The Dirt on Hudson Valley Terroir: The Wine Beneath Your feet

By Debbie Gioquindo / Photography By Richard Israel | March 20, 2017
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A Hudson Valley Winery
Stone soup. Geology and history conspired to leave the valley with a grab bag of shale, slate, schist and limestone.

No getting around it: That lovely wine in your pristine glass owes a big debt to dirt.

Soil, the literal foundation of vineyards, plays a crucial role in a wine’s eventual character. So do rainfall, drainage, sun exposure, slope, even wind. The French like to bundle these influences up, with the whole greater than the parts, so to speak, captured in the word terroir.

That terroir, dirt on up, is the reason a Pinot Noir from the Hudson Valley and a Pinot Noir from Burgundy, France, or Sonoma, California, will taste similar yet quite different. It’s also the reason why the same grapes growing in two different parts of a vineyard can vary in taste, secondary flavors and/or texture.

Many people don’t realize that the Hudson Valley is one of the most complex geological regions of the world. You have the steep Palisades that form a conduit for the maritime air and weather generated by the Atlantic Ocean. The Hudson River itself is a tidal estuary, responsible for glacial deposits of shale, slate, schist and limestone in the soil throughout the region. Here are three soil types widely found in the Hudson Valley:

A statue of a woman holding grapes

Castile soil is made up of shale, sandstone, clay and quartz conglomerate. The small stones and shale allow Castile to drain quickly and retain heat. Vines in this soil tend to foster lighter tannins and good aromatics.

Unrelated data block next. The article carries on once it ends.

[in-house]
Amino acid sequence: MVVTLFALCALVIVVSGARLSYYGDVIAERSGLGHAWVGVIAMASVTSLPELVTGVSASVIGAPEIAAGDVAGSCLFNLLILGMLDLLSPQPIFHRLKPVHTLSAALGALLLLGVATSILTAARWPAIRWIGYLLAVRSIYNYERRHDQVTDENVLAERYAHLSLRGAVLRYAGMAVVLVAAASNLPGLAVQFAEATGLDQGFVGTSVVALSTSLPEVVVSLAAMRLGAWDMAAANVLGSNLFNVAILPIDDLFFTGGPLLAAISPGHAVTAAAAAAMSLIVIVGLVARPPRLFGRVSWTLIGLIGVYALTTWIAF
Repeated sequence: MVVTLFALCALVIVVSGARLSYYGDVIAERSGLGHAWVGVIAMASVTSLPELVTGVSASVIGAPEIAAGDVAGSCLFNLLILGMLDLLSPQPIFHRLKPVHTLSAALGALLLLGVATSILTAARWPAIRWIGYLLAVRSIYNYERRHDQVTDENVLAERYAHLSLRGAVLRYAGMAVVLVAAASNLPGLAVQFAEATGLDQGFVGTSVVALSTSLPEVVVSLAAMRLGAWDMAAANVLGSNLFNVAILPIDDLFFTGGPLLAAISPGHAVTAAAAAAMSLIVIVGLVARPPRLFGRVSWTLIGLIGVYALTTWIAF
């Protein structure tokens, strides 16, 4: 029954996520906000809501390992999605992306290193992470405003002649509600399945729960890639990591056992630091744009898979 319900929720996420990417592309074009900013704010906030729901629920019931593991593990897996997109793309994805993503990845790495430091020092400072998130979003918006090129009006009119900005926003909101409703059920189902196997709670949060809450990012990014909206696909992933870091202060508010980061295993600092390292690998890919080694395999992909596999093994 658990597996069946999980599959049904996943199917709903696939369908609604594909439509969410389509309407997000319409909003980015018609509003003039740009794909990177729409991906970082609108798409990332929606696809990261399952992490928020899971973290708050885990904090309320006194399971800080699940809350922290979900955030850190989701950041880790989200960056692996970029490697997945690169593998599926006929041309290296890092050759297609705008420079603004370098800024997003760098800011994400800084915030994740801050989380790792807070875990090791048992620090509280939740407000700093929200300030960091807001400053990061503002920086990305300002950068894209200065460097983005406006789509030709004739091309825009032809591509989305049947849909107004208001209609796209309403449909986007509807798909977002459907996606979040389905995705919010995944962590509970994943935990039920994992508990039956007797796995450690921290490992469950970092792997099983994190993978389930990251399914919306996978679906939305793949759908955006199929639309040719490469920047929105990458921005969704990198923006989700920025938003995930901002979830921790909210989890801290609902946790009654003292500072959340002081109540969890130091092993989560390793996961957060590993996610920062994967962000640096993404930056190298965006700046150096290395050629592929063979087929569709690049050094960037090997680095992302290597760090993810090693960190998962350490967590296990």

Cayuga soil is characterized by a gravelly loam, derived from a 10,000-year-old glacier deposit which is higher in sand and lower in clay but has a lot of quartz scattered throughout its profile. Loam is very fertile and can cause vineyards to be vigorous, which means growers may need to prune aggressively.

Churchville is a heavier clay soil that doesn’t drain as well as others and tends to retain water. These wines will be bold in flavor and color.

One of the great ironies of wine is that the best wines often come from the most forbidding soils. Survival is not an issue—grapes are hardy like weeds. But the balance of all those terroir factors, in and around the soil, can mean everything as vintners aim to keep the vines healthy but “stressed” throughout the growing season to produce a crop of optimum size and ripeness.

And, fortunately, winegrowers have developed some time-honored ways to help control their vines. It starts with choosing where to plant—picking the right sites for the right grape varieties. Also crucial is the choice of rootstock. Different rootstock will grow differently in different types of soil—very dry, sandy soil treats a vine much differently than dense clay. Matt Spaccarelli, winemaker at Benmarl Winery and Fjord Vineyards, compares rootstock to shoes: If you go to the beach you wear sandals; a mountain hike calls for boots. Different soil structures will affect how the roots travel down into the earth and bring water and nutrients to the vine.

Next time you are in a vineyard, find out what you are standing on. There is a great app for your phone called SoilWeb. It uses GPS to match your location to USDA-NRCS soil survey data and gives you an image of the soil composition under your feet. That’s one new way to know where you stand in the Hudson Valley.

SoilWeb is available on iTunes and the Google Play store.

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